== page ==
Mr. MATHEWS. To $1,800, and a widow with children whose annual income exceeds $3,000; is that right?

Mr. STEVENS. Yes, sir. From $2,500 to $3,000, and then, as well as life-insurance payments made by the Government, it would exclude life-insurance payments from any source, and would also exclude the payments of expenses of last illness and burial of the veteran.

Mr. MATHEWS. Now, I just want to ask you one question: How did you arrive at those figures?

Mr. STEVENS. This was carefully considered at the San Francisco convention by men who are engaged in service work throughout the country for the American Legion, and they felt that the living cost had risen to such an extent that the limitation of $1,000 and $2,500, established in the depression year of 1933, did not do full justice, and that it would be really intended by the Congress to provide this death pension to certain widows and children who could not benefit now because they have an income in excess of the present limitation, which income in 1947 has a greatly reduced purchasing power than a lesser income in 1933.

Mr. MATHEWS. That would be true in any event; wherever you draw the particular line you would have that situation?

Mr. STEVENS. Yes, sir. I do want to say-

Mr. Mathews. You do want to increase the limitation at present to somewhere near what you think is justifiable because of the increased cost of living?

Mr. STEVENS. Yes, sir; we do.

Mr. MATHEWS. Now, that same thing applies to section 4 as regards parents; is that right?

Mr. STEVENS. Yes, sir. Now, I might say as regards parents, Mr. Mathews, that is set by regulation. It is regulation of the Veterans' Administration R. and P. R. 1057, which sets forth the conditions which determine dependency. Now, parents presently must prove dependency before they can establish entitlement to compensation in a service-connected death. They do not receive the death pension. This is for death compensation purposes, and, if the committee and the chairman desire, I would present for the record the Regulations and Procedure Regulatory 1057, which shows the restrictive requirements, or what we think are restrictive requirements of the Veterans' dministration today.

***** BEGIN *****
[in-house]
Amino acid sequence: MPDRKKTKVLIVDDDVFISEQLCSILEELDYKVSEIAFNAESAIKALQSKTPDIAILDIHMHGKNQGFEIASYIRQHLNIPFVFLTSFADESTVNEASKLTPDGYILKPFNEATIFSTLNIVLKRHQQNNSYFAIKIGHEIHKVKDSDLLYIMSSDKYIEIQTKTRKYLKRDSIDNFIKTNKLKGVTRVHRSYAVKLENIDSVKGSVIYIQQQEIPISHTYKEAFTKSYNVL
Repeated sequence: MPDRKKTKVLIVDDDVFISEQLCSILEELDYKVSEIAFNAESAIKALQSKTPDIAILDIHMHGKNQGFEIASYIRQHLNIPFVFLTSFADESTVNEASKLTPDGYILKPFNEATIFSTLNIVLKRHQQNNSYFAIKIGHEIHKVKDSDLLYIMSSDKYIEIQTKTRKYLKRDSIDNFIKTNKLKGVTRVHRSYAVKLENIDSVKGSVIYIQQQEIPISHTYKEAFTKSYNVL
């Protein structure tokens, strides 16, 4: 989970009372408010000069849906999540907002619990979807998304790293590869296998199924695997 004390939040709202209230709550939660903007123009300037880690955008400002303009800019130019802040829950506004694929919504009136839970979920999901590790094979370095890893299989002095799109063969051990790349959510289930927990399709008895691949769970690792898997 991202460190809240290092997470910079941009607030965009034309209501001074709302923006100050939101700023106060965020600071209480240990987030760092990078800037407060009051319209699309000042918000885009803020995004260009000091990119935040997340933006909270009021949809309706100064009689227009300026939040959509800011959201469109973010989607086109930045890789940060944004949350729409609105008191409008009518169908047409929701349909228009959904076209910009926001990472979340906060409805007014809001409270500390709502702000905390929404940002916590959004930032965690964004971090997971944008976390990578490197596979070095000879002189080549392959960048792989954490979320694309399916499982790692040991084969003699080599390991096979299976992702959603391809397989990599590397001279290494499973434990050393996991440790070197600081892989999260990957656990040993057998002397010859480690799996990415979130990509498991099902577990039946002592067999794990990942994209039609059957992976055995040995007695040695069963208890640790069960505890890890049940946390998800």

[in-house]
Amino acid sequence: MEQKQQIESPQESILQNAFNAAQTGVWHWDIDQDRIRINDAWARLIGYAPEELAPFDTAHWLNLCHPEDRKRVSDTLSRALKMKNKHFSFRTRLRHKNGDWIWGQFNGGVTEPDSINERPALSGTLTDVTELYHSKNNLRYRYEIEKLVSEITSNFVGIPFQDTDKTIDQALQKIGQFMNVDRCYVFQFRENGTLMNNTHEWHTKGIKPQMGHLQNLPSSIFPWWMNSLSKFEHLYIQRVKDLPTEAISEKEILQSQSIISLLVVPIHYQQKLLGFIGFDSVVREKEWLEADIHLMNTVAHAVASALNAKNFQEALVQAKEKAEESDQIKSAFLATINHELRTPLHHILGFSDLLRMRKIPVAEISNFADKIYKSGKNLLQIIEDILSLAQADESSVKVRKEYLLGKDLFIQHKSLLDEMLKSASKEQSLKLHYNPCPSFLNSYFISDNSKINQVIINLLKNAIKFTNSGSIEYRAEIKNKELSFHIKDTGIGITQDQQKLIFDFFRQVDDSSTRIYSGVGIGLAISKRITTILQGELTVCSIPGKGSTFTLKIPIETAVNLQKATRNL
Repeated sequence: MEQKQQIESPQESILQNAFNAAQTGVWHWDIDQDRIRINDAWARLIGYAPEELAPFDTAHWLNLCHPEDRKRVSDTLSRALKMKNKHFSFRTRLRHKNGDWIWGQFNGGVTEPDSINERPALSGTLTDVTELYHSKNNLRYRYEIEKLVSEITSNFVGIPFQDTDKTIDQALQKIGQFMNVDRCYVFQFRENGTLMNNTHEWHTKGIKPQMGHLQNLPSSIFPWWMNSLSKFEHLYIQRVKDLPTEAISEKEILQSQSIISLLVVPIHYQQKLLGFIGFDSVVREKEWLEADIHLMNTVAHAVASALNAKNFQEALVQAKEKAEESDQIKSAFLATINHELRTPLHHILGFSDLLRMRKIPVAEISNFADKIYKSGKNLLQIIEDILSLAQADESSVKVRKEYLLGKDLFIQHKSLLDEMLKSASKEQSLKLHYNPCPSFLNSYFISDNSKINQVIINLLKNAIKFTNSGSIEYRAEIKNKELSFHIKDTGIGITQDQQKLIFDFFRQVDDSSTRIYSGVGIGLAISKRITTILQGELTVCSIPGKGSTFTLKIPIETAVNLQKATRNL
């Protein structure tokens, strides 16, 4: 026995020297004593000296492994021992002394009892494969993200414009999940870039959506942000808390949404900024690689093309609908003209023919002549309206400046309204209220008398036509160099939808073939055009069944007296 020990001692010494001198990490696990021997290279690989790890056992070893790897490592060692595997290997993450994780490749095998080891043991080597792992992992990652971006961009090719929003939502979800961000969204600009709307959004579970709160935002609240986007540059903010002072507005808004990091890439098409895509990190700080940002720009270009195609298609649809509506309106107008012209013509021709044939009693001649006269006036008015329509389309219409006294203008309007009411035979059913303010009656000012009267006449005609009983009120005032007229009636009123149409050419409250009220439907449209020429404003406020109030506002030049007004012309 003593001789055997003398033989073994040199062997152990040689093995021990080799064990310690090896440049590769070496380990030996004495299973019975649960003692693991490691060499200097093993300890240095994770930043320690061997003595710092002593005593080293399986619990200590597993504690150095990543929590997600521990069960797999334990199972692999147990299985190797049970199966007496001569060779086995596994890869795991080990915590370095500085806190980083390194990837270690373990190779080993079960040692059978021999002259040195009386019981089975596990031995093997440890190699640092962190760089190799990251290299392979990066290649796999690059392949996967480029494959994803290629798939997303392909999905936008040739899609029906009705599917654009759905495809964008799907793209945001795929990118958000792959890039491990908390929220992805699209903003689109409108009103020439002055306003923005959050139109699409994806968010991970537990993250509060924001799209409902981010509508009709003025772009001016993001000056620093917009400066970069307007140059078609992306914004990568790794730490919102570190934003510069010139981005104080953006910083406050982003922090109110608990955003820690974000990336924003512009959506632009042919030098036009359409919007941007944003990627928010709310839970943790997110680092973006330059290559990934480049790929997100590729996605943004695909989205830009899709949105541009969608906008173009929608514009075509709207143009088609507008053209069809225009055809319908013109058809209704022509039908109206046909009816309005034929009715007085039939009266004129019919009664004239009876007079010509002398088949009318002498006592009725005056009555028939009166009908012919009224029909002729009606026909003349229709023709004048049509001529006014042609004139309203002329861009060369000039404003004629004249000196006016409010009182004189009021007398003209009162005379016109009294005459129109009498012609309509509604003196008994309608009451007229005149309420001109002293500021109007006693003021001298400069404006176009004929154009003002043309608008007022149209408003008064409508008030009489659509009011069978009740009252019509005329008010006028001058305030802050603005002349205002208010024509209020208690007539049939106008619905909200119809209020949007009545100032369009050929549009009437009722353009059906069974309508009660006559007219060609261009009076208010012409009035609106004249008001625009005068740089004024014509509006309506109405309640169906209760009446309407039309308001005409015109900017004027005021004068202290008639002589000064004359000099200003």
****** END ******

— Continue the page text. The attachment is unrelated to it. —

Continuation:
Mr. MATHEWS. If there is no objection, that portion may be inserted in the record at this point.

Mr. STEVENS. Thank you.

(Veterans' Administration regulations and procedure regulatory is as follows:)

1057. Conditions which determine dependency.-(A) Dependency will be held to exist if the father or mother of the veteran does not have an income sufficient to provide reasonable maintenance for such father or mother and members of his or her family under legal age, and for dependent adult members of the family if the dependency of such adult member results from mental or physical incapacity. “Reasonable maintenance” includes not only housing, food, clothing, and medical care sufficient to sustain life, but such items beyond the bare necessities, and as well as other requirements reasonably necessary to provide those conveniences and comforts of living suitable to and consistent with the parents' reasonable mode of life. “Members of the family” will be considered to mean those persons whom the father or mother is under moral or legal obligation to support.